David Wells’ Own Stories About His Yankees Days Confirm He’s a Jerk

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Pitcher David Wells answers questions at a press conference announcing his signing for the second time with the New York Yankees on Jan. 20, 2002.

David Wells is the brother-in-law who moves into the guest room for a week while his apartment is under repair and is still there two months later, eating your food and not paying rent. But the family likes him because he took everyone out to Red Lobster that one time last fall.

New York Yankees fans still love Wells in no small part because of that shiny 7-2 postseason record in pinstripes. But that doesn’t make him any less insufferable each time Wells reveals a little more about his character.

David Wells has no use for umpires

Left-hander David Wells smiles as he answers questions at a news conference announcing his signing for the second time with the Yankees in January 2002 at Yankee Stadium. | Matt Campbell/AFP via Getty Images
Left-hander David Wells smiles as he answers questions at a news conference announcing his signing for the second time with the Yankees in January 2002 at Yankee Stadium. | Matt Campbell/AFP via Getty Images

Wells retired in 2007 with a 239-157 record and 4.13 ERA. He has since coached some high school baseball and done MLB analysis for TBS, Fox Sports, and the YES Network, which carries Yankees games.

When he’s not on TV, Wells does the occasional interview on podcasts or with newspaper reporters, after which a normal should be disbelief that he said what he said. The latest example came this week when he spoke with Barstool Sports, which noted that Wells “was always a little bit of a hot head.”

What started as a question about “unwritten rules” in baseball turned into a Wells rant about umpires.  

“You should be able to bump them and do whatever,” Wells said. “Actually, you should be able to punch one of them if you want. Because there are a couple guys I wanted to punch over time. But you know, with the umpires they ruin the game, I think. They’re right a majority of the time and there’s some great umpires, don’t get me wrong. But it’s those ones that are (unflattering word), we should have free will at them.”

‘Boomer’ pitched four seasons with the Yankees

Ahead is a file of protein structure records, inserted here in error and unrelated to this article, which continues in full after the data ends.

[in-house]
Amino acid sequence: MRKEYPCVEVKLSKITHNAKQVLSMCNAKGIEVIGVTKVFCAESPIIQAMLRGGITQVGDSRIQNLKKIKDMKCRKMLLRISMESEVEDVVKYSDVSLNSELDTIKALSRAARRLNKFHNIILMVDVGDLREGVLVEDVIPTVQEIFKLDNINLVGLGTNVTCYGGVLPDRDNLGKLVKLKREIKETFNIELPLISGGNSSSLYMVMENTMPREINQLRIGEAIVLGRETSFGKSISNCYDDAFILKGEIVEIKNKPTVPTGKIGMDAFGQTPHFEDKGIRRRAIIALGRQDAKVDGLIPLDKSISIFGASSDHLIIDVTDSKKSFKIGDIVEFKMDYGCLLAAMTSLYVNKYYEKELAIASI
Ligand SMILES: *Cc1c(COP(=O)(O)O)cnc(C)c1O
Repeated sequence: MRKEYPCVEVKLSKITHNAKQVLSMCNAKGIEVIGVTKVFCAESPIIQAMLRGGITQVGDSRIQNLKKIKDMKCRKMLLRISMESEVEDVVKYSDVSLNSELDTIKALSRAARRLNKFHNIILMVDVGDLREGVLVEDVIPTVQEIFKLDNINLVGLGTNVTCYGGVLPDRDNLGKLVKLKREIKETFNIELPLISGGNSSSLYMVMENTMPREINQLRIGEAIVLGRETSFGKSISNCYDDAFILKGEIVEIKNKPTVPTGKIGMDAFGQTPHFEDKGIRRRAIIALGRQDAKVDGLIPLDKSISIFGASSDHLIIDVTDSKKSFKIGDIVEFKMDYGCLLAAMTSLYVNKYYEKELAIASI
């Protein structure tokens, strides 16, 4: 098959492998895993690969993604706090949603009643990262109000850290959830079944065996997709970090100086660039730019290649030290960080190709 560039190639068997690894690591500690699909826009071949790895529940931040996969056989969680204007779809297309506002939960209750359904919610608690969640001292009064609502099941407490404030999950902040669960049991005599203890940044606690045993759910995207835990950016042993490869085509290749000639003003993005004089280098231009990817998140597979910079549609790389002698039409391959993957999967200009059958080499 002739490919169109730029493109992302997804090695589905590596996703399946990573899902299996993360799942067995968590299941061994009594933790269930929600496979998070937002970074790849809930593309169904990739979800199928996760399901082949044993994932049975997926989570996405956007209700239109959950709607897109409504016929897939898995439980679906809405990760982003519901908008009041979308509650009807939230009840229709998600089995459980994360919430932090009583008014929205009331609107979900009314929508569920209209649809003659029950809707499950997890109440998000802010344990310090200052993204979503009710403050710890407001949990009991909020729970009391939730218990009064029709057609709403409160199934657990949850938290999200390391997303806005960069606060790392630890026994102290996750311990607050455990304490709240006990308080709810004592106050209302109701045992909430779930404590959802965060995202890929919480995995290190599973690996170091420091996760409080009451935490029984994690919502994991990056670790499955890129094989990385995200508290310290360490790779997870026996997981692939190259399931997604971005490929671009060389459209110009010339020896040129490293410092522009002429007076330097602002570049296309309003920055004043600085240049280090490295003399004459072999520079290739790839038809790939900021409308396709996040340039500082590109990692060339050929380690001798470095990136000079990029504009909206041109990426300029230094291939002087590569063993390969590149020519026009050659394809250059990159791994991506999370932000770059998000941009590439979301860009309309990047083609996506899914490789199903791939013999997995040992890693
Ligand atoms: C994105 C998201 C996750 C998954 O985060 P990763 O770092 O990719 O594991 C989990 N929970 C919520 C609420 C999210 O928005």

The first indication that Wells might have been a bit overbearing in the clubhouse comes from looking at his 21-year MLB career. After six seasons with the Toronto Blue Jays, he rarely stayed put for long. He pitched for eight other clubs (plus the Blue Jays again) in the next 15 seasons.

The second indication is that the three-time All-Star didn’t care for manager Joe Torre during stints with the Yankees in 1997-98 and 2002-03. Torre had his detractors, but he gave players some latitude as acknowledgment that they were playing under the microscope in New York.

“I know how to do my job. Just don’t try to manage me,” Wells told the New York Post during another podcast. “But they would try to manage me off the field, too. I’m like, ‘Do you want to win? Then leave me alone.’”

Wells cited the time he acquired an authentic Babe Ruth hat and wore it on the mound. Torre told him to take it off after the first inning because it didn’t match the Yankees’ modern uniform. Torre fined Wells $2,500.

“He calls me in the office afterwards and he goes, ‘Twenty-five hundred bucks,’” Wells recalled. “And I go, ‘That’s all?’ I’m like, ‘You’re shallow.’ Next day, I went and got a bunch of ones, fives and tens, and I threw it at him in the office. Money went flying. I was like, ‘Go buy some stuff for your car, a——.’ He never talked to me for the rest of the year.”

Juvenile on Wells’ part, right?

David Wells was even abusive toward George Steinbrenner

Many MLB stadiums have outfield seating close enough to the wall that it’s possible for a fan to touch a long fly ball while technically in play. It’s almost always a moot point; the ball is usually high and deep enough that it’s going to cross the fence for a home run in another milli-second.

Wells, though, became upset when a fan reached over the wall and appeared to deny Yankees outfield Paul O’Neill the opportunity to make a play. Wells claims he pleaded with Yankees owner George Steinbrenner to raise the height of the fence, only to be told, “You ain’t the pitcher I signed.”

He dared Steinbrenner to trade him, to which The Boss responded, “I tried to. Nobody wants you.”

Said Wells: “I got in George’s face and I started calling him every name in the book and he’s in my face as well and he goes, ‘I’m not afraid of you.’ And I said, ‘I’ll tell you what, old man. I’m gonna go put some ice on and if I come back here and you’re still here I’m gonna beat the s— out of you.”

Wells claims Steinbrenner fled when the pitcher returned a short time later.

“He tore off running, I chased him,” he said. “‘Go back up in your suite … and watch the game.’ I was all over him.”

Nice guy, right? Wells must be the life of the party during Yankees’ old-timers days.

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